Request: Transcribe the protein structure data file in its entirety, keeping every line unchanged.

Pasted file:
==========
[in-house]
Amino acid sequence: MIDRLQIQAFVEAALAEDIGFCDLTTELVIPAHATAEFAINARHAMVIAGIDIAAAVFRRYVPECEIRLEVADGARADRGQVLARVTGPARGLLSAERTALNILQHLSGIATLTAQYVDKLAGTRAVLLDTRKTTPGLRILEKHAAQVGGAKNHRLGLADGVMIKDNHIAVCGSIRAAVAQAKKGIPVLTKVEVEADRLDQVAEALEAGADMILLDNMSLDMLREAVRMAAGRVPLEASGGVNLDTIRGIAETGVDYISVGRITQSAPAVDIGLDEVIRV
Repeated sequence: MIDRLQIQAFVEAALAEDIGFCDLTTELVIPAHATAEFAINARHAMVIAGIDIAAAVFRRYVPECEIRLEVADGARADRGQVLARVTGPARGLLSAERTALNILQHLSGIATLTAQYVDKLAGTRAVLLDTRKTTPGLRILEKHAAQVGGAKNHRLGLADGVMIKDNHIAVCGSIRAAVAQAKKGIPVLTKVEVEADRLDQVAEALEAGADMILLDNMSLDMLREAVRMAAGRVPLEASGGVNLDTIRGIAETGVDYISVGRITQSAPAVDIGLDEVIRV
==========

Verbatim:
[in-house]
Amino acid sequence: MIDRLQIQAFVEAALAEDIGFCDLTTELVIPAHATAEFAINARHAMVIAGIDIAAAVFRRYVPECEIRLEVADGARADRGQVLARVTGPARGLLSAERTALNILQHLSGIATLTAQYVDKLAGTRAVLLDTRKTTPGLRILEKHAAQVGGAKNHRLGLADGVMIKDNHIAVCGSIRAAVAQAKKGIPVLTKVEVEADRLDQVAEALEAGADMILLDNMSLDMLREAVRMAAGRVPLEASGGVNLDTIRGIAETGVDYISVGRITQSAPAVDIGLDEVIRV
Repeated sequence: MIDRLQIQAFVEAALAEDIGFCDLTTELVIPAHATAEFAINARHAMVIAGIDIAAAVFRRYVPECEIRLEVADGARADRGQVLARVTGPARGLLSAERTALNILQHLSGIATLTAQYVDKLAGTRAVLLDTRKTTPGLRILEKHAAQVGGAKNHRLGLADGVMIKDNHIAVCGSIRAAVAQAKKGIPVLTKVEVEADRLDQVAEALEAGADMILLDNMSLDMLREAVRMAAGRVPLEASGGVNLDTIRGIAETGVDYISVGRITQSAPAVDIGLDEVIRV